A separate note has been published, specifically on this issue.
So what do we do about it? Put a marshal wherever we feel there is a temptation for teams to cross in the wrong place and disqualify everyone who does so? But how do you spot all the short cuts? And where do you get all the marshals from? Better to try to plan courses so that the temptation to take a short cut isn’t there. Or to put in extra crossing points where the temptation does exists. Better still to educate and remind competitors, so that the few that have the inclination to ignore this rule, don’t consider doing it again. Something to consider for future events.
Why did we introduce Bad Weather Courses on the Sunday?
The Planning Team spent a long time on Saturday evening debating what we should do. Our decision was based, principally, on the weather forecast which was predicting extreme weather by 4.00pm. That was coupled with our belief that the timing of forecasts can be unreliable. So, it was not unreasonable to assume that this weather could be with us by, say, 2.00pm. At that stage, many of those still out on the hills would be the tired and the less resilient. And remember that, as long as there are competitors out on the hills, there are marshals and radio operators out there too.
The Short Score course remained at 4 hours, but we shortened the Long and Medium Score courses by 1 hour, to ensure that those competitors were off the hills in good time.
None of us have any doubt that we made the right decision. Marshals reported heavy hail driving into their faces and of leaning almost horizontally into the wind to make progress against it.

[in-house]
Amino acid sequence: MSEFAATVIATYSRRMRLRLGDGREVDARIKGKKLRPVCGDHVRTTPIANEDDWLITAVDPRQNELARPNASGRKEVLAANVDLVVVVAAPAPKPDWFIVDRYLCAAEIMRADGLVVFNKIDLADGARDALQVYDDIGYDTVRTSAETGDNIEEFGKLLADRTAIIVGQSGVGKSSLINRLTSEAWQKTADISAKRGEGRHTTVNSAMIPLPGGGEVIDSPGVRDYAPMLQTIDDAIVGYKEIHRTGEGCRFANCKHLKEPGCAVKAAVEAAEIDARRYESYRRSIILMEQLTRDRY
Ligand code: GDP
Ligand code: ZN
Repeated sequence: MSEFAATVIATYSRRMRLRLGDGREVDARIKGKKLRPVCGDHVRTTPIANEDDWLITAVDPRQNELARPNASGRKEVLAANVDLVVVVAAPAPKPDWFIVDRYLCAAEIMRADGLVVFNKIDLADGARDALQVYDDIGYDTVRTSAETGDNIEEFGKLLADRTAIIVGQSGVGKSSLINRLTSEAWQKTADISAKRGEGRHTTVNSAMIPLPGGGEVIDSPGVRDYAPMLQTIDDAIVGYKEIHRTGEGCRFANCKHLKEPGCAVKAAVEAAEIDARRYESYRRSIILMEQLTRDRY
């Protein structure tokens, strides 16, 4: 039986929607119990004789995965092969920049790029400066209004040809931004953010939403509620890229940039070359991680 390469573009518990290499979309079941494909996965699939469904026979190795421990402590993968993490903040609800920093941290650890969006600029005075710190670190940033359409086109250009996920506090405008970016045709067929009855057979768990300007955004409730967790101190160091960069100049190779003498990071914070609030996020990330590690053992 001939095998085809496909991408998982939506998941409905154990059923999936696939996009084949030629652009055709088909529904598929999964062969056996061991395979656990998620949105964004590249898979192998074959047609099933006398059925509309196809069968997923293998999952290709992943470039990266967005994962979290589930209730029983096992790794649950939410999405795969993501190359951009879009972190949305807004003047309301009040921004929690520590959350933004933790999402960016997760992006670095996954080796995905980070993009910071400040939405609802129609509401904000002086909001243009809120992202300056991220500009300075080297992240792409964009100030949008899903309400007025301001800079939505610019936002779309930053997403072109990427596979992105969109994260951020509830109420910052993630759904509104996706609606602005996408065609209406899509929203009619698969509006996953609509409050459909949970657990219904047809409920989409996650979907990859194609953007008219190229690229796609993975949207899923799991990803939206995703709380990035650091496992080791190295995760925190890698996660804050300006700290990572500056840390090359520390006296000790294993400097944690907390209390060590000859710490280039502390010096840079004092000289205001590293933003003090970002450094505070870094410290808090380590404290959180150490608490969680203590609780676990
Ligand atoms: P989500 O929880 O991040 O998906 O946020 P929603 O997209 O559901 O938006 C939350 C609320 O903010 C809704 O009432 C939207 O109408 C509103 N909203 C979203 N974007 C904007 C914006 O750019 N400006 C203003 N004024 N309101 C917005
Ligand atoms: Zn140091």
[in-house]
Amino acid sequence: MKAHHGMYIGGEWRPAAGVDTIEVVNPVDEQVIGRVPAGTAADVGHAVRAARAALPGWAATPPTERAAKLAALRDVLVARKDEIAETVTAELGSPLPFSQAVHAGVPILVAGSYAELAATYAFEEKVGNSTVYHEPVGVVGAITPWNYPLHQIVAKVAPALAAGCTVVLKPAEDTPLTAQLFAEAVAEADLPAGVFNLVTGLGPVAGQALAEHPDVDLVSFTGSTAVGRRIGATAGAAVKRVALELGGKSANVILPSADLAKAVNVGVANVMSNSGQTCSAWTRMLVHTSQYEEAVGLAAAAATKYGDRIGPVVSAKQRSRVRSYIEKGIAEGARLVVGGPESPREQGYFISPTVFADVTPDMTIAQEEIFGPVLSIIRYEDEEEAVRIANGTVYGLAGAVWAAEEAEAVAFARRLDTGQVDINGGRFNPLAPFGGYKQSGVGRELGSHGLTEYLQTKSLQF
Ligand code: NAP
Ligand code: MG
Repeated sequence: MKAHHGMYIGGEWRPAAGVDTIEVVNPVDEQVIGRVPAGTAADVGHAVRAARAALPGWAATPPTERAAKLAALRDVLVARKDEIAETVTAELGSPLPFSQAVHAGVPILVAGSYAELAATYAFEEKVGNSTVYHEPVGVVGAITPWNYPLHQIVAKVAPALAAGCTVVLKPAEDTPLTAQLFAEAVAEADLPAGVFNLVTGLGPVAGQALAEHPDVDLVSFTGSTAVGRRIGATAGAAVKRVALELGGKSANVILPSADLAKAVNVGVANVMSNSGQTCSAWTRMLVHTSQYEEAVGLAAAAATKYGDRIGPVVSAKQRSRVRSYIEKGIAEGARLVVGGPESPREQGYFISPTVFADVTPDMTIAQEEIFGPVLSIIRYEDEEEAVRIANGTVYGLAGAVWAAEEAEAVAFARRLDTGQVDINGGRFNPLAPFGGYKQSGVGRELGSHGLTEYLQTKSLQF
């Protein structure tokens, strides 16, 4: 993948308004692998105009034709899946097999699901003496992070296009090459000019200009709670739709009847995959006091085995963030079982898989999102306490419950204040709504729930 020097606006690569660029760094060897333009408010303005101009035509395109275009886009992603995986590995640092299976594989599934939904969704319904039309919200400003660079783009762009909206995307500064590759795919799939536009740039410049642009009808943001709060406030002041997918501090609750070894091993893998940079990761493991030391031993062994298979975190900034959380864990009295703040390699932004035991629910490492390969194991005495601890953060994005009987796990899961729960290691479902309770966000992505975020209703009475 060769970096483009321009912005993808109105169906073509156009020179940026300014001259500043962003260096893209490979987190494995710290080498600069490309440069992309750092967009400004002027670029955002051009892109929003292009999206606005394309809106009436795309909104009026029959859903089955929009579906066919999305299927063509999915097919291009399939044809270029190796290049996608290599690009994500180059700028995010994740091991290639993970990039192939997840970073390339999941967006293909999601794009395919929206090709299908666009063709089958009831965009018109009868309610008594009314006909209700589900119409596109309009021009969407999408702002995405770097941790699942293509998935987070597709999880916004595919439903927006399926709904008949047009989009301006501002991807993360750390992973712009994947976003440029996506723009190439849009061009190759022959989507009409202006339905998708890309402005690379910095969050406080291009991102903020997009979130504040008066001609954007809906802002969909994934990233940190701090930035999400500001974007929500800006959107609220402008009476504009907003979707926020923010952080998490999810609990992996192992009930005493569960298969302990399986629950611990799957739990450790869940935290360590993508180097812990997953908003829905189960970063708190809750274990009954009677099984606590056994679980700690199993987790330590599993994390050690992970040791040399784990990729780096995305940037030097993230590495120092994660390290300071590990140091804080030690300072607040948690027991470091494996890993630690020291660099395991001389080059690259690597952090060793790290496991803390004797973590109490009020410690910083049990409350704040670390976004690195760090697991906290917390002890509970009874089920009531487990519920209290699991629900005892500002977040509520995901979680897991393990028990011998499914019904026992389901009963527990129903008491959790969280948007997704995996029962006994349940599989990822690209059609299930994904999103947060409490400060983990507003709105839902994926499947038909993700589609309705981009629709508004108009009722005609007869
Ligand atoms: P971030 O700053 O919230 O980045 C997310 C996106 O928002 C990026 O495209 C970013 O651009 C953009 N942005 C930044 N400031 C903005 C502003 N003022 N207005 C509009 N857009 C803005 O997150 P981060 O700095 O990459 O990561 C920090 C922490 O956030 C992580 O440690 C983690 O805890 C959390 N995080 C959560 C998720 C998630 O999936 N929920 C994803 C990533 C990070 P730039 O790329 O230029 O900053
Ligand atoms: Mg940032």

Competitors opinion seems to support our decision.
Planner’s Report – Linear courses 2013
Thanks to Jen and Roger for the opportunity to plan again in what is great MM country, with few restrictions. Paul and I tried to give competitors across all courses, experience of the ‘lumpy bits’ in the middle or east of the area, and also the more technical and runnable Black Mountain itself, in the west.
My thanks to both Paul and Joc who, when I was incapacitated in the early days of planning, pegged some of the control sites. Also to the gnarly old goats that assembled to check the control sites many months before the OMM, and during the week of the event.
Being a long, relatively narrow band of hills, those starting in the east at Storey Arms had to be channelled through quite a narrow corridor and the challenge was to spread folk out before and after it. The ‘lumpy bits’ referred to provided the route choice challenge for the three longest courses and much merriment was had by competitors trying to choose the best route. Route Gadget is worth a look.